June 11, 2015

15 Chicago Restaurants for Designers

Chicago Dining Guide Brass Monkey Brass Monkey. Photo courtesy of Brass Monkey.

It isn’t just showrooms that are in abundance during NeoCon. There are myriad dining options, too. Our annual roundup of hot spots helps with the decision-making—and your refueling. #IDneocon

[¢] = Moderate  [$] = Expensive

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Atwood [ $ ]

This seasonal American restaurant gets its name from the original architect of the building it’s housed inside, the landmarked Reliance Building, built in 1895 by Charles B. Atwood. But it’s BCDG Studio that’s refreshed the current interiors with appealing white subway tile and tufted black-leather banquettes. But the minimalism stops there. The menu serves up such homey flavorful classics as monkey bread, pan-seared chicken, and rhubarb upside-down cake.
1 West Washington Street; 312-368-1900.

Bangers & Lace
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After the success of its Wicker Park location, Footman Hospitality has opened a second outpost of this cozy beer hall. The name suggests the menu’s specialties—for the uninitiated, “bangers” is slang for sausage and “lace” for the veil of foam that clings on a stein—and there’s no shortage of either: eight choices of “dogs” and 32 beers on tap. Décor is typical beer-hall convivial: Bar stools line communal tables, taxidermy and sofas surround faux fireplaces, and old-time music crackles on the record player.
810 Grove Street, Evanston; 847-905-0854.

Brass Monkey
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Plans for Marc Bushala’s new brasserie were well underway when he happened to see American Hustle. The film’s 1970’s aesthetics as well as the nostalgia he felt for the era’s food and drink struck him. So his plan took a left turn, and the result, he says, is “a dinner party on Warren Beatty’s yacht with Tom Jones entertaining and Julia Child cooking.” That translates to a setting awash in brass accents and kooky geometries. As for the menu, French classics, like steak frites, join dishes from what he calls the “decade that taste forgot”—think fish sticks, sloppy joes, fondue, even a TV dinner—finished with an A1 glaze of course.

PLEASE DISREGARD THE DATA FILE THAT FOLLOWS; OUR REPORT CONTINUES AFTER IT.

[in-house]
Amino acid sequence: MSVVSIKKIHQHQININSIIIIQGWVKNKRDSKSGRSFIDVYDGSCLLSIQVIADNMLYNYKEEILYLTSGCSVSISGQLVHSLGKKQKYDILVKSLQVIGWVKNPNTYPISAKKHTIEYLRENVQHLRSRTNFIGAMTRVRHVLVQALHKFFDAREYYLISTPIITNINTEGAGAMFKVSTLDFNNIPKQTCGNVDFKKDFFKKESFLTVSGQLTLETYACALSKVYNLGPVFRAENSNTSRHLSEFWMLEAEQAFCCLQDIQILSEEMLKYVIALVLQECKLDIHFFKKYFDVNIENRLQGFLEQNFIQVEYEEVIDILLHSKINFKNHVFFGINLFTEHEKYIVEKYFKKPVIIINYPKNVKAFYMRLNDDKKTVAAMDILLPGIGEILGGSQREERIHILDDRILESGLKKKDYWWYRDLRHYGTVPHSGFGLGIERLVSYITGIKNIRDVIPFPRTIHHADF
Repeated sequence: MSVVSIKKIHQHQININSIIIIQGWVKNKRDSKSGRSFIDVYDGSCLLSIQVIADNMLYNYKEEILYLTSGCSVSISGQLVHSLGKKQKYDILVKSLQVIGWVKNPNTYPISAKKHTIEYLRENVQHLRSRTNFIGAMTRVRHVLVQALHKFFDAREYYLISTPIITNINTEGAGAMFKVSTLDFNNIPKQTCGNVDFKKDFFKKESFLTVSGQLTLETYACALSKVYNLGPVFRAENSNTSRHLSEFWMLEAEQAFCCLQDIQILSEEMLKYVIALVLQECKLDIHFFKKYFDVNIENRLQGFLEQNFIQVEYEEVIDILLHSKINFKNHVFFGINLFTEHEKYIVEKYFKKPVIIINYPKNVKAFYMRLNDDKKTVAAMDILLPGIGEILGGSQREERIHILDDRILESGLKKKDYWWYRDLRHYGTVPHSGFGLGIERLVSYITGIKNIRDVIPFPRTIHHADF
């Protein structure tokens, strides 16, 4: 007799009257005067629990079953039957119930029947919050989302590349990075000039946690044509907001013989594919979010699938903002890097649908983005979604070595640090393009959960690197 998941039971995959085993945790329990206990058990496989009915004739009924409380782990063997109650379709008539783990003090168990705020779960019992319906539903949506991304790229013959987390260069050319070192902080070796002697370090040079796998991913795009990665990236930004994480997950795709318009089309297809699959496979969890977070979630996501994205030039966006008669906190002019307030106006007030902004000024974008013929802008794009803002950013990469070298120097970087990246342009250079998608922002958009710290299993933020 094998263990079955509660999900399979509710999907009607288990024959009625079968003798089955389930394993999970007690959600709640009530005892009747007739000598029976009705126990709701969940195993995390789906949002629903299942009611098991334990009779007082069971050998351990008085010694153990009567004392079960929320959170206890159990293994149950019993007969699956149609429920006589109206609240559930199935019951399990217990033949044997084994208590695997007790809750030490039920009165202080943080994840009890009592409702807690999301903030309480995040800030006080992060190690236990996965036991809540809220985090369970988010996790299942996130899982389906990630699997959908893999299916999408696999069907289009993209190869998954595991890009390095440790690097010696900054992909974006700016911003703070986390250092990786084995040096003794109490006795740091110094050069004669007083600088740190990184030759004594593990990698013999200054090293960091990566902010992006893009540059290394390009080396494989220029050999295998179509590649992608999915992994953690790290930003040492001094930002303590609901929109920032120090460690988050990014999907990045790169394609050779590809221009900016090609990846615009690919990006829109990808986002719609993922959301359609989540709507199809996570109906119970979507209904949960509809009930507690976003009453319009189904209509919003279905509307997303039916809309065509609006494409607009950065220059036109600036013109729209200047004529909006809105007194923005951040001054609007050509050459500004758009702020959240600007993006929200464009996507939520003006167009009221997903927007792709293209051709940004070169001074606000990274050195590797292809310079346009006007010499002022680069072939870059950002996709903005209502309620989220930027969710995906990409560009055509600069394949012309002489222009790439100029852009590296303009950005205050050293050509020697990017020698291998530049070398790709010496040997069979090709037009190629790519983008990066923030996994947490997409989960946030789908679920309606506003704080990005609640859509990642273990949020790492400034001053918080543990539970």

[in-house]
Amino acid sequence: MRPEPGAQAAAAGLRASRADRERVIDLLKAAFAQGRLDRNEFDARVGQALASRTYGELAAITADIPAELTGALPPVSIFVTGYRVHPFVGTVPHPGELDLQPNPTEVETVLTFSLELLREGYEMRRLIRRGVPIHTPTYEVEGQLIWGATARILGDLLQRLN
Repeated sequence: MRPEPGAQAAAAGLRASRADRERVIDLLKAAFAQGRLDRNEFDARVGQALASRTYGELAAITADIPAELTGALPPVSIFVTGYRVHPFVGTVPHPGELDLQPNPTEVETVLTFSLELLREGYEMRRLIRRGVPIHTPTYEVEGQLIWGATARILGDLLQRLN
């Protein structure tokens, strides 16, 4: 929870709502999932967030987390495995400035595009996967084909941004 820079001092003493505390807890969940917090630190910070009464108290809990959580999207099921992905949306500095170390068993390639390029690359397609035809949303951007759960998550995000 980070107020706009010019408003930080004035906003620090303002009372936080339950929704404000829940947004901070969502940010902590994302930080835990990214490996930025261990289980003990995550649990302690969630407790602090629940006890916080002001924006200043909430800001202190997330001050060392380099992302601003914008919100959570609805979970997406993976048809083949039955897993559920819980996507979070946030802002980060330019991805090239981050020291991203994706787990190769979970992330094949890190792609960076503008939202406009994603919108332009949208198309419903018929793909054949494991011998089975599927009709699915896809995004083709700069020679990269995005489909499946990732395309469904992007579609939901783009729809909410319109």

401 North Morgan Street; 312-763-3316.

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You might recognize this newcomer: It’s the 2015 James Beard Foundation Award for Outstanding Restaurant Design, which went to Bureau of Architecture and Design. Turns out, it’s a family affair. Principal Tom Nahabedian is a cousin of the chef, Carrie Nahabedian, and he outfitted the space in a serene arboreal theme ( brindille is French for twig )—think branchlike Lindsey Adelman light fixtures and walnut accents redolent of a forest. Of course, the cuisine is equally exquisite: lobes of foie gras, caviar atop Cortes Island oysters, sweetbreads with cocoa—and those are just the appetizers.
534 North Clark Street; 312-595-1616.

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Looks old-school, but is actually quite post-modern. That’s pretty much the deal at this Italian joint. White-painted brickwork reads typical trattoria, but plumbing pipes fashioned into light fixtures and wallpaper patterned with dancing skeletons are more irreverent. That divergence from tradition also shines through in the pastas—truffle-flecked messinese topped with a sous-vide egg, charred-fennel tortellini sprinkled with pollen—all of which are made in-house and offered in sensible half portions.
1329 West Chicago Avenue; 312-818-2073.

Chicago Dining Guide Cochon Volant
Cochon Volant [ ¢ ]

As the general public continues its fascination with culinary culture, a trade term has entered the layperson’s lexicon: the family meal, which is what’s served to employees before a restaurant opens for dinner service. When chef Roland Liccioni was tapped for this new brasserie inside the Hyatt Centric, he thought about the meals that made his colleagues in the kitchen happiest, thus the menu’s mix of comforting French classics, such as omelettes, French dip, and steak frites. Serving breakfast, lunch, and dinner. Photo at right by Mikelangelo Design.
100 West Monroe Street; 312-236-1234.

Community Tavern
[ $ ]
Launched by Quay Tao and Joey Beato, this restaurant appreciates meat in all its forms. To start, there is roasted bone marrow or a terrine of short rib and oxtail. Entrees include bouillabaisse with smoked tomato or tuna crudo. Birdcage pendants, mismatched mirrors, and blue-velvet seating lend the steakhouse a shabby chic ambiance.
4038 North Milwaukee Avenue, 773-283-6080.

Dove’s Luncheonette